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The U.S. economy added 200,000 jobs in January, according to the latest jobs report from the Bureau of Labor Statistics. The report exceeded expectations, as experts anticipated the economy would add 180,000 jobs.

The unemployment rate came in at 4.1 percent, unchanged from the December report.

Year over year, average hourly earnings for all employees on private nonfarm payrolls increased by 2.9 percent.

Mark Hamrick, Bankrate’s senior economic analyst, offers his views on the January jobs report.

First impressions

January certainly brought no chill in hiring. Perhaps the biggest positive surprise on hiring is the continued surge for the goods-producing sector with manufacturing and construction leading the way. The biggest story is the rise in wages with average hourly earnings up 2.9 percent over the past year, the most we’ve seen in years.

Let’s remember that it takes only about 80,000 or so jobs added per month to keep pace with growth in the population. The trend in place for many years now has been well above that level, eliminating slack in the job market.

Tax cut, retail and savings

Consumers have yet to see the benefits of the federal income tax cut reflected in their paychecks. That’s coming beginning this month, which should help boost consumer spending as well as savings. While retailers and others would love to see consumers spend all of the money, our Bankrate surveys have consistently shown that most Americans don’t have enough savings to pay for an emergency expense. So, here’s hoping a good part of the coming tax savings and any increases in wages are saved by Americans. The ongoing shift in spending from brick-and-mortar to online purchases is the larger threat for retailers anyway.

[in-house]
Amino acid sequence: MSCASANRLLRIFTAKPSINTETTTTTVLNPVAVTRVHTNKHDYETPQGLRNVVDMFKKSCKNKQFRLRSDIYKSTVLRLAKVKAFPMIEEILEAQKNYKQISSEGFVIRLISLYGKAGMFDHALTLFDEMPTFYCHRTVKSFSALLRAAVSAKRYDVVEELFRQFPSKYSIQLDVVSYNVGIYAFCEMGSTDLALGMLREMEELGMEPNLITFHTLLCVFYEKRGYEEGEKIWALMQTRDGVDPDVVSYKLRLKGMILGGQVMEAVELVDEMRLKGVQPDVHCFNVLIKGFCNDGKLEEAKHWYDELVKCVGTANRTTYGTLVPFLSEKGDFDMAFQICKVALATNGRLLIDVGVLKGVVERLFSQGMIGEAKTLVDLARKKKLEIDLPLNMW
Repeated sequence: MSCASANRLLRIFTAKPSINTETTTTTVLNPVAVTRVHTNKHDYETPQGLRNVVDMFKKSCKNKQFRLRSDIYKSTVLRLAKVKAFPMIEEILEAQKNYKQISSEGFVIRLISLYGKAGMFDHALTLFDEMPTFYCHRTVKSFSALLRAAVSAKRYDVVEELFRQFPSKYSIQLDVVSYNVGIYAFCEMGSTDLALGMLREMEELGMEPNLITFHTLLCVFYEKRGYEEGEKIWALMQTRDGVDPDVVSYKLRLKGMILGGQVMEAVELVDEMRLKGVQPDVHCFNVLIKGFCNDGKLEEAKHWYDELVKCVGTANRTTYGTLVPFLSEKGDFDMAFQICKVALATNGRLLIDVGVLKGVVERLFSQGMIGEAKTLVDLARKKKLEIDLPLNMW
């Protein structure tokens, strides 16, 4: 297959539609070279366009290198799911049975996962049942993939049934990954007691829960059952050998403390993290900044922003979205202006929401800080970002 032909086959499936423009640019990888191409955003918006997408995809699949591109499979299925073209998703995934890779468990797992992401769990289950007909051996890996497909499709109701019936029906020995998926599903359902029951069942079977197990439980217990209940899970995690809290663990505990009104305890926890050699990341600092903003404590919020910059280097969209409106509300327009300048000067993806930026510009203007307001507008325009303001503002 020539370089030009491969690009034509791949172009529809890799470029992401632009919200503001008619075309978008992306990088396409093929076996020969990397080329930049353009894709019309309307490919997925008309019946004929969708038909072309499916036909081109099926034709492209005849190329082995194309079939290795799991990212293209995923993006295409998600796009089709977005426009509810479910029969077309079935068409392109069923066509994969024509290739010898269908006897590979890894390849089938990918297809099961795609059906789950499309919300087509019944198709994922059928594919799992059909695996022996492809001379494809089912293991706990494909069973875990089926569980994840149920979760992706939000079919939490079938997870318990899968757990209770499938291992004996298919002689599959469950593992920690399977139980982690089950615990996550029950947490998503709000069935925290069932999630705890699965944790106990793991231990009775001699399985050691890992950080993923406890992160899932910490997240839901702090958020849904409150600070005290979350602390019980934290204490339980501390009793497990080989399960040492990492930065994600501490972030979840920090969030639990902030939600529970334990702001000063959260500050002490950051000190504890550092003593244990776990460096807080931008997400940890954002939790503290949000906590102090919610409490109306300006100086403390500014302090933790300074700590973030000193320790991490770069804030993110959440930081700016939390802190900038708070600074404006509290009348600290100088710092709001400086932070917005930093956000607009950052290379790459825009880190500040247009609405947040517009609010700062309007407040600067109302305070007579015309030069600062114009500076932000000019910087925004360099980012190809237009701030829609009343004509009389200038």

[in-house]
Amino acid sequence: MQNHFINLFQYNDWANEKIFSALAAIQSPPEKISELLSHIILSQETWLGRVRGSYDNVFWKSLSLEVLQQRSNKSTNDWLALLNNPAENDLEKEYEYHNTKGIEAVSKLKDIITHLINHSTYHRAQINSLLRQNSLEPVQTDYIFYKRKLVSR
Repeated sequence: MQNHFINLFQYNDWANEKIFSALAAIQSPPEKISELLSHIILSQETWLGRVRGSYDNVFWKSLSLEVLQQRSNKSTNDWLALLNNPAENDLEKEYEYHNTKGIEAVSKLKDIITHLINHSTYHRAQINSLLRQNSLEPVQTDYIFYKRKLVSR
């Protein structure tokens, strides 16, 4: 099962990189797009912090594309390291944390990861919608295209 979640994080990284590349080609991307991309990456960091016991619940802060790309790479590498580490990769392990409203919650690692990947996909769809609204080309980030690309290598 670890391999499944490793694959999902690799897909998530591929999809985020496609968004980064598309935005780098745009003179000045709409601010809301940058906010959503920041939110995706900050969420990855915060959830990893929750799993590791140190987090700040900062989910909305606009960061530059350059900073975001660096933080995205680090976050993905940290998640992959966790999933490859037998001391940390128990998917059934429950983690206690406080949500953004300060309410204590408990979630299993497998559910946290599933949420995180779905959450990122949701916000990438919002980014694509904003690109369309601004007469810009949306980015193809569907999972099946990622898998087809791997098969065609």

Spike the football; we’re seeing a solid increase in wages. We’ll have to see this sustained as we remember that this has been a long time in coming. Could we see wage growth break through the 3 percent barrier? That’s a key question for the coming months. If that happens, then the markets will have to consider whether the economy is overheating – something we haven’t had to think about since the financial crisis and recession. We’re not there yet after this single monthly report.

The Federal Reserve

The Federal Reserve punted on a rate increase at its just-completed January meeting, leaving open the likely option of a March rate hike. The solid January jobs report only solidifies this expectation, particularly with the increase in wages.

There’s still the February employment report due next month for the Federal Open Market Committee to digest to seal the deal on the first rate hike of the year. The bigger question is how many rate increases are looming in 2018, with the widely held expectation focusing on a total of three. A lot can change, however, between now and the end of the year.

Job satisfaction

As long as the unemployment rate remains stable, or heads lower as is expected, Americans should gain a further sense of job security, which informs their sense of job satisfaction. Our survey of workers recently found that the average American worker rates his or her job satisfaction at a solid 7 out of 10. If we could get a further pickup in wages, that should add to worker sentiment.